RECIPE: Simple garden-fresh recipes to cook with kids

24 January 2018

Having your own garden fresh ingredient makes cooking with kids fun and easy, because you can involve them through the whole process. It’s a known fact that kids are more likely to try something new if they grow it. If you haven’t yet started a veggie patch, then all these ingredients are in abundance at the moment so head to your farmers' market and pick yourself up some organic produce. Take the kids with you and get them to be involved in choosing the best ingredients.


Spinach & Sweet Potato Mini Pies

spinach pie

  • 1 x bunch of fresh spinach, stems removed & roughly chopped
  • 1 x clove of garlic, crushed
  • 1-2 x spring onions, diced
  • 1 x tablespoon of coconut oil
  • 2 sliced of bacon, trimmed and diced
  • 1 x sweet potato, peeled & grated (we used a blender)
  • 12 x free-range eggs
  • 12 cup muffin tray (we use silicon as there is no need for prepping)


  • Pre-heat oven to 160 degrees (fan forced).
  • Evenly fill each cup compartment with grated sweet potato (approximately 1/3 of the space). Place in oven for 15min to part cook and soften, remove and keep aside.
  • Place the bacon in a saucepan and cook on low until browned, pat dry on towelling paper and put aside.
  • In a new saucepan heat the coconut oil on low and add the garlic and spring onions, cook until softened. Add the spinach and a splash of water and steam the spinach. Once wilted, start tossing so the garlic and spring onion flavour
  • infuses with the spinach. Once cooked, drain in a colander.
  • Beat the eggs in a bowl and set aside.
  • Now it’s time to construct the pies. On top of the sweet potato, evenly distribute the cooked bacon, then the spinach. Next fill each mould with the beaten egg.
  • Back for 25-30min, or until the egg is cooked.
  • Cool on wire rack before consuming.


Watermelon & Strawberry Blocks

watermelon blocks

If you aren’t growing your own strawberries, this is definitely one you can try on a small scale. You can start with a pot or hanging basket. Kids love picking strawberries, and there is something really special about watching kids eat straight from a plant.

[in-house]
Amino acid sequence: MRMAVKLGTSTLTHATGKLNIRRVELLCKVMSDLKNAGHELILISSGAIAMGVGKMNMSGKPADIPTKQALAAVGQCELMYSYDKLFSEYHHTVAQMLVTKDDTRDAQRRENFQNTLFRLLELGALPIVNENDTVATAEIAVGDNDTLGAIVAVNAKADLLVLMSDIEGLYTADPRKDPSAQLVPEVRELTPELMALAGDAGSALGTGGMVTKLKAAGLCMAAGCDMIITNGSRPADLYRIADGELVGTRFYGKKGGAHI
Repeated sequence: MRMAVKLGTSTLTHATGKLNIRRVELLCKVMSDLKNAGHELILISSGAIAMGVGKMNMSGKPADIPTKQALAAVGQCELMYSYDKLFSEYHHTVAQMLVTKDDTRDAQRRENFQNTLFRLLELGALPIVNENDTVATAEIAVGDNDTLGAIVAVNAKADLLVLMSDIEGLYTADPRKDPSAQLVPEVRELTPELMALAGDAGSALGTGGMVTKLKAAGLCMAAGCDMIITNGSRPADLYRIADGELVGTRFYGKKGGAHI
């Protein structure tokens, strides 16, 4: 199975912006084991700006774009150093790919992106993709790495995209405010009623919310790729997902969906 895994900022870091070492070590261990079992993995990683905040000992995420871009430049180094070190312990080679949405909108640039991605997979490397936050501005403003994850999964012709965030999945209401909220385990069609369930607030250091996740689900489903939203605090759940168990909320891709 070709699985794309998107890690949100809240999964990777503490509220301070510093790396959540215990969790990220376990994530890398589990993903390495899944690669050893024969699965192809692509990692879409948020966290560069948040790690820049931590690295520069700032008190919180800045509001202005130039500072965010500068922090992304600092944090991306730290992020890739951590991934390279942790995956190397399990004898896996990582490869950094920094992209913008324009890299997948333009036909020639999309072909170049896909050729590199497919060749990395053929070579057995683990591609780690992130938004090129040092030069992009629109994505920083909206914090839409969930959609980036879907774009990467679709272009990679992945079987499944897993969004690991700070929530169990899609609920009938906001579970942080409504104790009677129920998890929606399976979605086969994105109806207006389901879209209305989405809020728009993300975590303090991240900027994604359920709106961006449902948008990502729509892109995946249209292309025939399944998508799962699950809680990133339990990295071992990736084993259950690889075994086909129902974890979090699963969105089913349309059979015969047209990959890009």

Makes 6

  • 2 x cups of diced watermelon
  • 1 x cup of strawberries washed and halved (stems removed)
  • Finely chopped mint (optional)
  • Ice block moulds
  • Paddle pop sticks


  • In a blender place the watermelon and strawberries and blend until a liquid mix, reserve 2 strawberries
  • Slice 2 strawberries and place along the sides of the mould, then pour in the liquid mix
  • Freeze for 5-6 hours
  • Wet mould before removing to loosen the blocks


Cucumber & Tomato Salad Pots

tomato salad

I’ve found that kids who eat cucumber and tomatoes at a young age, transition to salad really easily. Cucumbers and tomatoes are both easy to grow and can be grown in pots. Kids love picking cherry tomatoes, so we have used them in this recipe, since they came from our garden.

  • 1 x cup of cucumber, seeds removed and diced
  • 1 x cup of cherry toms, seeds removed and cut into quarters
  • A small amount of parsley chopped finely
  • 2 x rings of thinly sliced & diced red onion (optional)
  • ¼ cup of olive oil
  • 2 x tablespoons of red wine vinegar
  • ½ teaspoon of sugar
  • Salt & pepper to taste
  • 2 x small desert pots to serve


  • Combine the cucumber, tomato, onion and parsley in a bowl
  • Mix the remaining ingredient for the dressing, and season to taste
  • Add the dressing as desired

Written by

Rebecca Searles

Becky is a mum who wants to show you how to garden! Her blog Family Garden Life launched in February 2017 as a blog directory for mums who wanted to bring their family closer to nature but weren't sure where to start. While gardening had always been part of Becky’s life, she knew others weren’t as comfortable in the outdoors.

The site offers everything a first-time gardener could want. There’s no stuffy, technical gardening terms, just practical advice from another mum. In a world of overly processed food, excessive packaging, and a growing food waste problem, she sees her garden as making a small contribution to a healthier planet and helping to raise happier, healthier kids in the garden.

Connect with Becky on Facebook.

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